Waco Restaurant Violence: Lesson For All
The recent shootings at a Waco, TX, restaurant are a stark reminder that nowhere is safe unless you maintain high standards for security, lighting, and staff training to spot potential issues before they escalate into violence, Nation's Restaurant News reports. That means businesses need to maintain a good, working relationship with local authorities for starters. Restaurant parking lots should also be well lit, and staff should be trained on the restaurant's security policy. In addition to having management on the floor during special events, such as biker nights, it also helps to install a video monitoring system, which is shown to reduce illegal activities.
Showstoppers In Chicago
The NRA show may be history, but many of the 2,100 attendees are still buzzing over some of the new foodservice trends. How about 3D snacks for starters, straight from a printer, or maybe an unending variety of teas, including artisanal teas. Mediterranean fare also proved popular among attendees, who were especially drawn to healthy hummus dishes, oils, and chicken entrees, Smartbrief reports. Another item high on this year's list was optimism, Nation's Restaurant News says, adding that more attendees remained for the full four-day NRA event, a sure sign that people feel more comfortable away from their business than they have in several years.
Huddle House On A Roll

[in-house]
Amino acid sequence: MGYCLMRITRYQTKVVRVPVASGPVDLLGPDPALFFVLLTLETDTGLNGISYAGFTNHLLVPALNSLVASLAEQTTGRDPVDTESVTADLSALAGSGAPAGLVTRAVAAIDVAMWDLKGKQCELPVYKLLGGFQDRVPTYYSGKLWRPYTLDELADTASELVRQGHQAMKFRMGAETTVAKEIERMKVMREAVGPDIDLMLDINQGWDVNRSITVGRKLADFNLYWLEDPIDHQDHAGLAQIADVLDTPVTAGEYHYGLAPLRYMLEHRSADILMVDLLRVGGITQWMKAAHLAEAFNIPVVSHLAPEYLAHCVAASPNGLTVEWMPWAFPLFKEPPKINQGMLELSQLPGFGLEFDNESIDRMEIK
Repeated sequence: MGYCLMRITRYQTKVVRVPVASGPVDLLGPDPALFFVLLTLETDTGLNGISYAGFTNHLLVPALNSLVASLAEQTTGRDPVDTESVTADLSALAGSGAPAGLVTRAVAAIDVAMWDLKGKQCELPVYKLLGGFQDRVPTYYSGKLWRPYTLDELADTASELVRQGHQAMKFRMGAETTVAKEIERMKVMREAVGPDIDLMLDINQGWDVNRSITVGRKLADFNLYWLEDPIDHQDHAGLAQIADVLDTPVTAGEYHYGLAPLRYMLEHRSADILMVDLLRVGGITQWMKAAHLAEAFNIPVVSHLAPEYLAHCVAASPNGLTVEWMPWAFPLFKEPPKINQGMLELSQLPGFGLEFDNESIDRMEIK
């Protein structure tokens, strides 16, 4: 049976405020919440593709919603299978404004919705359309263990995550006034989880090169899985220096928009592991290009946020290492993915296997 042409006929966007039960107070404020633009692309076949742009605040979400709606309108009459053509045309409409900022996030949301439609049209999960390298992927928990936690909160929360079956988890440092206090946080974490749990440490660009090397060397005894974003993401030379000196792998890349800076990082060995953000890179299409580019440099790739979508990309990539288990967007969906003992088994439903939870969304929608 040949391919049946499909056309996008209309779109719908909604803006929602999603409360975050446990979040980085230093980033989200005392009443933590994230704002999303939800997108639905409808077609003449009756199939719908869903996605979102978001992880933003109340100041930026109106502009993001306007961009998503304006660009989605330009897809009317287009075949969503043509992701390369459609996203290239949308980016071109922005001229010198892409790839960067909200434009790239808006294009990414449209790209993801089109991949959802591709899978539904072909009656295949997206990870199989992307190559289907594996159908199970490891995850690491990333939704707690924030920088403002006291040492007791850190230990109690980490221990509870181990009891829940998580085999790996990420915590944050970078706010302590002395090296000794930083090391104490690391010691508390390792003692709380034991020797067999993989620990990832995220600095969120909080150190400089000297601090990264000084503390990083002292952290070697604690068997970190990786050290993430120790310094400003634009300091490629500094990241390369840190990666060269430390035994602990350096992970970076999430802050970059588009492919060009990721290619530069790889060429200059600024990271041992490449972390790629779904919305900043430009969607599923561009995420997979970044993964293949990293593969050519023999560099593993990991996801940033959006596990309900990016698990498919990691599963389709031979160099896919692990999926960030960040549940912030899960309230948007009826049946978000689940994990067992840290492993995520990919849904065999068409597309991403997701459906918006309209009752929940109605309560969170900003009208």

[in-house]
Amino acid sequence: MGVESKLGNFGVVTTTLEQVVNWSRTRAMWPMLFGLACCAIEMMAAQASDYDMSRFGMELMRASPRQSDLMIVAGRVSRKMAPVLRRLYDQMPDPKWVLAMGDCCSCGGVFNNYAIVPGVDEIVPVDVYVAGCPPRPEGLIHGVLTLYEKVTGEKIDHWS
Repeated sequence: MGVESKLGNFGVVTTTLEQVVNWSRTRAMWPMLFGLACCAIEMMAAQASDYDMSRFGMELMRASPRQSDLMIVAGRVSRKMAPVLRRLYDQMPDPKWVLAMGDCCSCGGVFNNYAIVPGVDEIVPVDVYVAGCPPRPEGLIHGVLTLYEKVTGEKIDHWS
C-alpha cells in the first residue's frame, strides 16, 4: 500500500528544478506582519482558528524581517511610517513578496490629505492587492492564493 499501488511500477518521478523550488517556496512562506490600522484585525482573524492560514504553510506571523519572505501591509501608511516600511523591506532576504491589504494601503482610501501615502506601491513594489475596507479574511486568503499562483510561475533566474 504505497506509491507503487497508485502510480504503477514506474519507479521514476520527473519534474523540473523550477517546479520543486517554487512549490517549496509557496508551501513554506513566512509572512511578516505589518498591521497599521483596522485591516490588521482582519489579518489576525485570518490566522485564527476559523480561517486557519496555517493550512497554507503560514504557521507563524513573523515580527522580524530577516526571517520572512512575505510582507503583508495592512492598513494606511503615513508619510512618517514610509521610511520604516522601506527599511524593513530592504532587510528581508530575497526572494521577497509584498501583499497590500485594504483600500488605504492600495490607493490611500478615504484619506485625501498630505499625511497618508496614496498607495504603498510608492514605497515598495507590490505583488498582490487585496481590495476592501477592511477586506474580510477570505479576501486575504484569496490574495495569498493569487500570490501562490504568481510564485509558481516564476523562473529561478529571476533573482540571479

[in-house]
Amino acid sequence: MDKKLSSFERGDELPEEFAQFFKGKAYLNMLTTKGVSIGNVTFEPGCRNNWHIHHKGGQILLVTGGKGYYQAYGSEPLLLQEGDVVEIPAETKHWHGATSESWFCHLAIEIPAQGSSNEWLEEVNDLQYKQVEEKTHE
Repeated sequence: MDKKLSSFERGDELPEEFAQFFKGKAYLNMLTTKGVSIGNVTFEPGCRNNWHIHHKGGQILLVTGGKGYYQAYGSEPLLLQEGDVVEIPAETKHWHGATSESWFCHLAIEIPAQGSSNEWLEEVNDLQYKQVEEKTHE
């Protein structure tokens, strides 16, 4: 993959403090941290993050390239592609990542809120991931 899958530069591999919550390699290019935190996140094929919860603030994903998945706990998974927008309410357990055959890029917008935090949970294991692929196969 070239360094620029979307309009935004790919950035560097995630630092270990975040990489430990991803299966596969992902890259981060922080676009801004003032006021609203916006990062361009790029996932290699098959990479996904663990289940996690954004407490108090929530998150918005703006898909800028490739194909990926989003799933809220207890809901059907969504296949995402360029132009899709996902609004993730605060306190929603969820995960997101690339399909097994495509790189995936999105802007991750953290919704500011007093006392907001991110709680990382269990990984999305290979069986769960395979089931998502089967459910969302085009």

National franchise Huddle House is celebrating its 50th with news that it is growing its 400 restaurant chain into New Jersey as well as Alabama, Florida, Georgia, Illinois, Kentucky, South Carolina, Tennessee, Texas, and Virginia. The chain serves a variety of comfort foods and operates on a 24/7 basis, much like a diner with a Southern twist. The company says that it plans to open more than 100 new restaurants over the next three years.
Fine Dining … At The Mall
Not long ago, you would be hard pressed to have a fine dining experience in a mall. No more, Philly.com reports. In the new world of upscale malls, you can find celebrity chefs opening fancy restaurants. Where "you can taste Jose Garces' tacos at Moorestown Mall, Bobby Flay's burgers at Cherry Hill Mall, and filet mignon at Morton's - the Steakhouse at King of Prussia Mall, Philly.com says, adding the growing trend is good for both the restaurants and the mall tenants, who have long sought ways to keep customers from staying longer and coming back for more.
Salads Move Into The Spotlight
From Paris to Pittsburgh, the lowly salad is moving up, in the world, literally. More and more restaurants are now featuring fancy salads as a main course to satisfy hungry, health conscious customers, The Wall Street Journal reports. Sounds good, doesn't it? To help spice up you seasonal menu this summer, you may want your nuts toasted, carrots roasted, and beets seasoned, for starters, topped off maybe with a lobster tail. Have your kitchen look at salad--only this time as a main course. Your customers will be delighted.
Hostess Has Suitors
Close on the heels of being placed back on the market, a streamlined Hostess is drawing attention from Post Foods as well as Group Bimbo, Flowers Foods, and Aryzta AG, The New York Post is reporting. The asking price is $2 billion. Of all the suitors, Flowers needs Hostess the most, analysts say. Losing out to Bimbo, the world’s largest bakery, would be devastating from a competitive position.